To the Editor:
I read with interest the publication by Quan et al. on a simple and effective method for lining up an ultrasound probe to the radial artery for its cannulation in pediatric patients in the November issue of Anesthesiology.1 Their cannulation method using acoustic shadowing proved to be highly effective for first pass success.1
Two things need clarification for correct interpretation of their described technique. First, air is a poor conductor of ultrasound waves. The authors state, “The developing lines are made of metal-containing strands taken from x-ray–detectable surgical gauze.” Lines from highly reflective metal are not immediately apparent in figure 3. Perhaps the metal strands are very small, and they are essentially artificial air pockets, which cause the shadowing. Second, preparing and setting up this method must take time. The difference of the median time to locate the artery between the traditional and the novel technique was 12 s. Getting the gauze wires lined up nicely in a parallel fashion on the probe while maintaining sterility seems challenging and would probably lose the seconds gained. Besides, we do not want an air bubble to get trapped between the two gauze wires because of poor application of the sterile probe cover, as it will obscure the underlying tissue in shadows.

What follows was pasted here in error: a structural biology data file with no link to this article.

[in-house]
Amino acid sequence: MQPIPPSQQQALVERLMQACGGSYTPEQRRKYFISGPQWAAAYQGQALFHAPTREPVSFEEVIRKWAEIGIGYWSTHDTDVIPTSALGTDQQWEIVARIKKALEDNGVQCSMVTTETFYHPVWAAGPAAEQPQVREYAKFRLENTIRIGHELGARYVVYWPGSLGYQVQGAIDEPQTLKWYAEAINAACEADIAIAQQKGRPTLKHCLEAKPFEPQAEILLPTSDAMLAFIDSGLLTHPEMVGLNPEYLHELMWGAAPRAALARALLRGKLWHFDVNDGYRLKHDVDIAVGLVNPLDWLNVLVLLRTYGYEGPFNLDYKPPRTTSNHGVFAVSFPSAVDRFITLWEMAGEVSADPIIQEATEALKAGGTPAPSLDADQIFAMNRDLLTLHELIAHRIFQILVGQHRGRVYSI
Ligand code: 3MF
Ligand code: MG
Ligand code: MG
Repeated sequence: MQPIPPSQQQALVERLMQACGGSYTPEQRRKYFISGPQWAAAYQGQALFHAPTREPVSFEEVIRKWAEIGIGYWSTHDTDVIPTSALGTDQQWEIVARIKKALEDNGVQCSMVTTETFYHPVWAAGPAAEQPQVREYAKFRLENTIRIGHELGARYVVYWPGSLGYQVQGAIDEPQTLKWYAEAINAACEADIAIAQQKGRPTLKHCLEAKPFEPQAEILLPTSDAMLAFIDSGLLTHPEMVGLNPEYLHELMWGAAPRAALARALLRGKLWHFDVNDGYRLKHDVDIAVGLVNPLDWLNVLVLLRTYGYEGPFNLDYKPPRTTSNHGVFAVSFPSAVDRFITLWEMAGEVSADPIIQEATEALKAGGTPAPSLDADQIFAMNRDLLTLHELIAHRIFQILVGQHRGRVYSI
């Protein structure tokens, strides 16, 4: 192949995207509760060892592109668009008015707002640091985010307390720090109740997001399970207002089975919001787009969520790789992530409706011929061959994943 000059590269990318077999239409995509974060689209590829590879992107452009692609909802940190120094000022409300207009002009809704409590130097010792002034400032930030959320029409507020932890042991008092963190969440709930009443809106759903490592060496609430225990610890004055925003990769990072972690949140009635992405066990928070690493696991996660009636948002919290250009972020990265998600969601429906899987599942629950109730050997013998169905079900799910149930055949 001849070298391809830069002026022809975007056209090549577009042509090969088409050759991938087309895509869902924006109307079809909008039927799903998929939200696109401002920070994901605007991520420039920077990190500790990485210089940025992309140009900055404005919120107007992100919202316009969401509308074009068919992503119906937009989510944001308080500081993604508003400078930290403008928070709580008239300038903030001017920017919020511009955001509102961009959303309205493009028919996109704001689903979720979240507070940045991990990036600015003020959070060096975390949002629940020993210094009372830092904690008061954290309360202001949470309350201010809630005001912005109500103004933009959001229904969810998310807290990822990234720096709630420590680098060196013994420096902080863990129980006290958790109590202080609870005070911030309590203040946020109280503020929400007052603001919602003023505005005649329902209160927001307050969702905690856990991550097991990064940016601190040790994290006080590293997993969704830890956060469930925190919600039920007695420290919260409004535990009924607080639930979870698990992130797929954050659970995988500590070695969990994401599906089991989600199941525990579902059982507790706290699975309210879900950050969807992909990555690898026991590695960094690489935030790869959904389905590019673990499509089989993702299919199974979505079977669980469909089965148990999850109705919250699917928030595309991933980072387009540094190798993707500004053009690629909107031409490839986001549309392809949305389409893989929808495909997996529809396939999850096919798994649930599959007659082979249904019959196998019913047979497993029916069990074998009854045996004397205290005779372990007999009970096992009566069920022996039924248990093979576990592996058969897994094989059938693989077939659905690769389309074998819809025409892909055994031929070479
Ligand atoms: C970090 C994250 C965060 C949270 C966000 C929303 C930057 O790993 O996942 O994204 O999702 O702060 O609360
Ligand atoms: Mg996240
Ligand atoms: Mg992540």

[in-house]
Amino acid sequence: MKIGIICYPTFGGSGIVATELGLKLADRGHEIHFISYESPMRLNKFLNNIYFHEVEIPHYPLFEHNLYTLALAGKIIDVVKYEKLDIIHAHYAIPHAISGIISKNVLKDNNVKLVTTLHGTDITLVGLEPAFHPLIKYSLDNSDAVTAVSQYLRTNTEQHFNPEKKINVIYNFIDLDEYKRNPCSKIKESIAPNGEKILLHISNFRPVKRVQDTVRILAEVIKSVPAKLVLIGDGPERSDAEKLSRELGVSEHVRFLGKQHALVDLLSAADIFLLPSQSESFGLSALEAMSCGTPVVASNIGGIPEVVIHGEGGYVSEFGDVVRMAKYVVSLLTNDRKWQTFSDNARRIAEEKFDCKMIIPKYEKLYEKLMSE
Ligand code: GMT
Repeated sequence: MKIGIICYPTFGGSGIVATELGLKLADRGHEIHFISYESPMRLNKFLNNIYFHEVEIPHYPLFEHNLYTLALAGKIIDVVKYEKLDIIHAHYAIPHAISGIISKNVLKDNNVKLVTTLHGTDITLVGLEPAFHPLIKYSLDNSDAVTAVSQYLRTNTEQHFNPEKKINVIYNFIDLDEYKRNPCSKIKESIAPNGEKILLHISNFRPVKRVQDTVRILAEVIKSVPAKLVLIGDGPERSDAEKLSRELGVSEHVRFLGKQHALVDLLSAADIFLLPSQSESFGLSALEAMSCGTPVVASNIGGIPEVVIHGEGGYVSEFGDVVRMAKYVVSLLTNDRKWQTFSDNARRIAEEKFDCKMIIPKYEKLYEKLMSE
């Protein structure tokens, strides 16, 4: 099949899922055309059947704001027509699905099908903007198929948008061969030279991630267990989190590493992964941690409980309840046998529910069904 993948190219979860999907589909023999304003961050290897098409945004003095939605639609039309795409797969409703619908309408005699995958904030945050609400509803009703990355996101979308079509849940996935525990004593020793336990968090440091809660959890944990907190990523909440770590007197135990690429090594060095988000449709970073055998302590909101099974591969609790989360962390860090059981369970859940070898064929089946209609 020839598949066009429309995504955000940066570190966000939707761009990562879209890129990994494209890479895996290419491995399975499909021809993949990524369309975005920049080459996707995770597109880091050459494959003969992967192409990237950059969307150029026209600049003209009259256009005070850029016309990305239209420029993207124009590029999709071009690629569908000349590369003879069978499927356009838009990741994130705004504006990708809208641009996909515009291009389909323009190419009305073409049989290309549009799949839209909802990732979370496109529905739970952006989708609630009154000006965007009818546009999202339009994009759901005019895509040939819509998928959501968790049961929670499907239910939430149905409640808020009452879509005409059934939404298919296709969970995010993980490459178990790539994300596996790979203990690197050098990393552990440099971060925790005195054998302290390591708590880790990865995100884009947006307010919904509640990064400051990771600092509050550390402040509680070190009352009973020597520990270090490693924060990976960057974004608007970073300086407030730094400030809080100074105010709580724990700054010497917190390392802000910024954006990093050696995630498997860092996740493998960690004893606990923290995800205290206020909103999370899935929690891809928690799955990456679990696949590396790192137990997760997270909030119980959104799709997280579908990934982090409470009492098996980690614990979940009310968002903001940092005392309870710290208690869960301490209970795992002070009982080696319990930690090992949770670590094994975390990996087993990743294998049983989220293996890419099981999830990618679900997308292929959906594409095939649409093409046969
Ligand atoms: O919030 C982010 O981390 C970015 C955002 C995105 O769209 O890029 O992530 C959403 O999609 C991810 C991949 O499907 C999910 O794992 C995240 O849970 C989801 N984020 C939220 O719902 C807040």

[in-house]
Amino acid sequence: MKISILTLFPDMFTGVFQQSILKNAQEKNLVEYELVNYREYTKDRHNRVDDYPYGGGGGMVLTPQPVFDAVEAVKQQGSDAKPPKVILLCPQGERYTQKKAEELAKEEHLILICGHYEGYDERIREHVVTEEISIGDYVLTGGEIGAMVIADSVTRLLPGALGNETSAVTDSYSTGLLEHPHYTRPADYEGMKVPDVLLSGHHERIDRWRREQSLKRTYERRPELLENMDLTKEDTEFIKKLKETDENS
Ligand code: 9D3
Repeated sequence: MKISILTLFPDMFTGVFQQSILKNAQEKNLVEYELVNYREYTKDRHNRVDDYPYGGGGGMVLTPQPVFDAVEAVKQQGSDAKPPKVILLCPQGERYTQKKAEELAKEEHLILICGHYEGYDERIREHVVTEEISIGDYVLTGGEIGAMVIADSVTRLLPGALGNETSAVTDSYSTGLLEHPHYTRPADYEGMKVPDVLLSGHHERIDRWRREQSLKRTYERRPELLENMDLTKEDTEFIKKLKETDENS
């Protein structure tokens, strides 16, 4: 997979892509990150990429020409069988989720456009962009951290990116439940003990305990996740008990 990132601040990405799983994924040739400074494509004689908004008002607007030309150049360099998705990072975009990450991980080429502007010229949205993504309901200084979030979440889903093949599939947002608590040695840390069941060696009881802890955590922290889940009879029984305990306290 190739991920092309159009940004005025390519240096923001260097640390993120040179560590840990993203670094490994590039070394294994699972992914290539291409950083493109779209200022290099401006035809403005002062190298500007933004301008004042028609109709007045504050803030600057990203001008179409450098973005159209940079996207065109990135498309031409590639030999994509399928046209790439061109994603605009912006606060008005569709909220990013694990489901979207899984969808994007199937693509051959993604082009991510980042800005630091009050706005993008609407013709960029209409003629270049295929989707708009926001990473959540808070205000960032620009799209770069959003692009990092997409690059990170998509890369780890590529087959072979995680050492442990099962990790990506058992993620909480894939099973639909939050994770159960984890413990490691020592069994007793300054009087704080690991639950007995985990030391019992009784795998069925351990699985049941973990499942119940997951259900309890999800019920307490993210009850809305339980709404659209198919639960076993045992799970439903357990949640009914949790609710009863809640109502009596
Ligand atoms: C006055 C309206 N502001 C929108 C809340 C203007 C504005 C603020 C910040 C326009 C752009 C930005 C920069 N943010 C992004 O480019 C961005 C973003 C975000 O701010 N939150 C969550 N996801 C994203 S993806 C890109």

There are also other approaches. On some ultrasound machines, M-mode draws a line in the center of the ultrasound image, before displaying the M-mode trace of the tissue on that line (fig. 1). Once this M-line goes through the middle of the artery, one aligns the catheter with the center marker on the probe and attempts to cannulate the artery. The instruction manual of the ultrasound machine used by Quan et al. has a similar feature.
In the end, Quan et al. have shown us that a proper ultrasound alignment and artery cannulation technique diminishes the complication rate.1 This is a result that counts.
Dr. Kuiper received payment for lectures from Danube University Krems, Krems an der Donau, Austria, outside the submitted work.